What is bounce rate in Google Analytic and should you really care?
You did your research, spent time writing great content and got some traffic, but what is going on? Your traffic is leaving faster than the speed of light and you feel like they didn’t even read to the end.
There seems to be a lot of confusion on the understanding of bounce rates and the big question is do we really need to care as much as we think we need to.
In this article, I will discuss the following:
- Bounce rate defined.
- Where to find bounce rate for individual pages.
- Do you need to always have low bounce rate?
- How to lower your bounce rate.
- Does bounce rate help in your site rankings?
- What are the benefits of analyzing your bounce rate?
- BONUS TIP – IMPORTANT
- Video – How to Reduce/Decrease Google Analytics Bounce Rate of Your Website.
First, let’s define bounce rate.
Bounce Rate Defined
Bounce rate is the percentage of people visiting on one page or home page of yours and then exits your website, in other words, someone lands on your page and leaves.
NOTE: External links are also counted as a bounce because when the visitor clicks on that link it will take them out of your site.
Where to Find Bounce Rate for Individual Pages
When you are in Google Analytics, you will see BEHAVIOR on the left panel, click on Site Content to expand and then go to All Pages.
This is where you will see your visitors’ behavior (Bounce Rate) for each page they viewed. Information such as:
- The total number of pages viewed (repeated views are counted).
- The number of times your visitors came to your site thru a specific page or a set of pages.
- The average amount of time the visitors spend on the page along with the bounce and exit percentage rate.
Do you need to always have low bounce rate?
3 Good Reasons Why You Want High Bounce Rate
1. Adsense. If you use Adsense and your visitors click on the advertisement to leave your site, well then you make money. This is exactly what you want and so your bounce rate will be high.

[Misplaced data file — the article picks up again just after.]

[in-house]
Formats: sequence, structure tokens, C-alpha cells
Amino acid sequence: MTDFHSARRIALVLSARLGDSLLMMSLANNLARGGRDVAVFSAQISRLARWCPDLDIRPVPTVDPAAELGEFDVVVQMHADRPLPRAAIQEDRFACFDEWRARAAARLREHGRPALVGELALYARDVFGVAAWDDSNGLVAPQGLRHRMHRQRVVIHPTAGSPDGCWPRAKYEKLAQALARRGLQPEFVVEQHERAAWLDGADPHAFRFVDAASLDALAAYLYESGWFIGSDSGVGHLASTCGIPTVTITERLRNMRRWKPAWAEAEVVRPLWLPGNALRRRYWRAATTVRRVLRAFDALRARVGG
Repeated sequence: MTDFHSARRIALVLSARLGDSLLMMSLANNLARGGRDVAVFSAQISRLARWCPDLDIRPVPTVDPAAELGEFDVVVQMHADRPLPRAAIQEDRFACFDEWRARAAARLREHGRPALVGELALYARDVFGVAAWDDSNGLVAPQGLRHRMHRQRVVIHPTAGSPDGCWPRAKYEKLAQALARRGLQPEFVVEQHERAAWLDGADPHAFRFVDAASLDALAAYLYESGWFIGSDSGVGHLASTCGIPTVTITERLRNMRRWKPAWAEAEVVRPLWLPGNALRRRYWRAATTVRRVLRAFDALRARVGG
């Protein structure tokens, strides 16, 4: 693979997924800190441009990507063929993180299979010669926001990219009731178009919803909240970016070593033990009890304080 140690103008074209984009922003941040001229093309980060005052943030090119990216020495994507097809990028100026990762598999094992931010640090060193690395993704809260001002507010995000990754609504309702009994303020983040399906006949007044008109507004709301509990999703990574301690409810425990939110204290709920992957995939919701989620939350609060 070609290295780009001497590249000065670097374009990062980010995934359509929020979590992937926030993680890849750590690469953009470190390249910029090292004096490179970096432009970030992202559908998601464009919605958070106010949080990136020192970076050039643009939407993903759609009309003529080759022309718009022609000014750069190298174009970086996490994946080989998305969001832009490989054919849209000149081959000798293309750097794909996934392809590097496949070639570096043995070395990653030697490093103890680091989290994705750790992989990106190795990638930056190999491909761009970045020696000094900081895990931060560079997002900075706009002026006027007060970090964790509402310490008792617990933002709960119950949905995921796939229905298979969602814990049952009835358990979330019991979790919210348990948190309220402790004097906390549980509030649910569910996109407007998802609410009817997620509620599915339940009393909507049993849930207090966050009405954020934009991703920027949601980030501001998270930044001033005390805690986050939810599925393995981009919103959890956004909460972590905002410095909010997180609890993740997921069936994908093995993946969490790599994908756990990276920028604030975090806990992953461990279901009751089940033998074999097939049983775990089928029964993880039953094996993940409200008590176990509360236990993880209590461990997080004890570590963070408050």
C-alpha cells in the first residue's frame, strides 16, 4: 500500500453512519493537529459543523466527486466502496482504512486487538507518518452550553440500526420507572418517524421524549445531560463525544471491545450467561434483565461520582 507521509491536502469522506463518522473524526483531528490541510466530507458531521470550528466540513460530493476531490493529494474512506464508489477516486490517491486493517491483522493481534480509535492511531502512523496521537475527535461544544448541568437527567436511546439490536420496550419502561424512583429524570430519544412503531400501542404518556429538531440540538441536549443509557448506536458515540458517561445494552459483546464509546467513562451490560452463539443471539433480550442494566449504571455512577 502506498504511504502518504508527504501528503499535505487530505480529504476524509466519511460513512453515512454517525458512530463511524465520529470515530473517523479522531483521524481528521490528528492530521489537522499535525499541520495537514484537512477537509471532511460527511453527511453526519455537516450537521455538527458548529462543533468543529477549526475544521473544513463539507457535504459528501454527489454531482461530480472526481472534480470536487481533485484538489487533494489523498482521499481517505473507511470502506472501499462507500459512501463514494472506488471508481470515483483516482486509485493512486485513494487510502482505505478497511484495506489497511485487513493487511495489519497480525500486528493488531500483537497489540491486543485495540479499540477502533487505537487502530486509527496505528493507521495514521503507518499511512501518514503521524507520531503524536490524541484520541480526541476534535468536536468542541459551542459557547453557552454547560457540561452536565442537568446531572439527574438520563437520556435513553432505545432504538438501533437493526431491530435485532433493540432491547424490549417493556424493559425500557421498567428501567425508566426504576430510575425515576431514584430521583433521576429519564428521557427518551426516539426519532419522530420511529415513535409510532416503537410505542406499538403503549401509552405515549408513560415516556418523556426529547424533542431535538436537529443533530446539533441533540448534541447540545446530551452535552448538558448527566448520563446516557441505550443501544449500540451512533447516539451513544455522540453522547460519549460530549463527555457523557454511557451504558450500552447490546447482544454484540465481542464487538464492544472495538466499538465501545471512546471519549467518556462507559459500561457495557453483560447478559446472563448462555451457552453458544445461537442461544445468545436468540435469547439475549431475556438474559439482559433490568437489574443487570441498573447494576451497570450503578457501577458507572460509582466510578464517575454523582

2. Your Sales Page. You write up a review of a product or service and your visitor clicks on the affiliate link to go see the product/service. This is a bounce.
If the review page receives a low bounce rate like say 10%, I would be concerned because that would mean your visitor didn’t click on the affiliate link and stayed on your page, eventually leaving your site.
3. Social Media. Your content is so good that your visitors want to share it with their friends and family and so they click on your social media button and now they’re gone. You want your readers to share your page giving you more exposure to traffic and hopefully make conversions.
4. Sign up and Contact Page. Your visitors, after reading your page, fill out your Contact form page or subscribed to a free eBook or similar and leave your site.
How to Lower Your Bounce Rate
So you know how it’s ok to have a low bounce rate on some your pages, but what about when you do reviews on scams and you want your visitors to click on your affiliate link to send them off to read a review of your promoted product.
What if you are writing relevant content based on your long-tail keyword and want to send your readers to other relevant content with your site to learn more?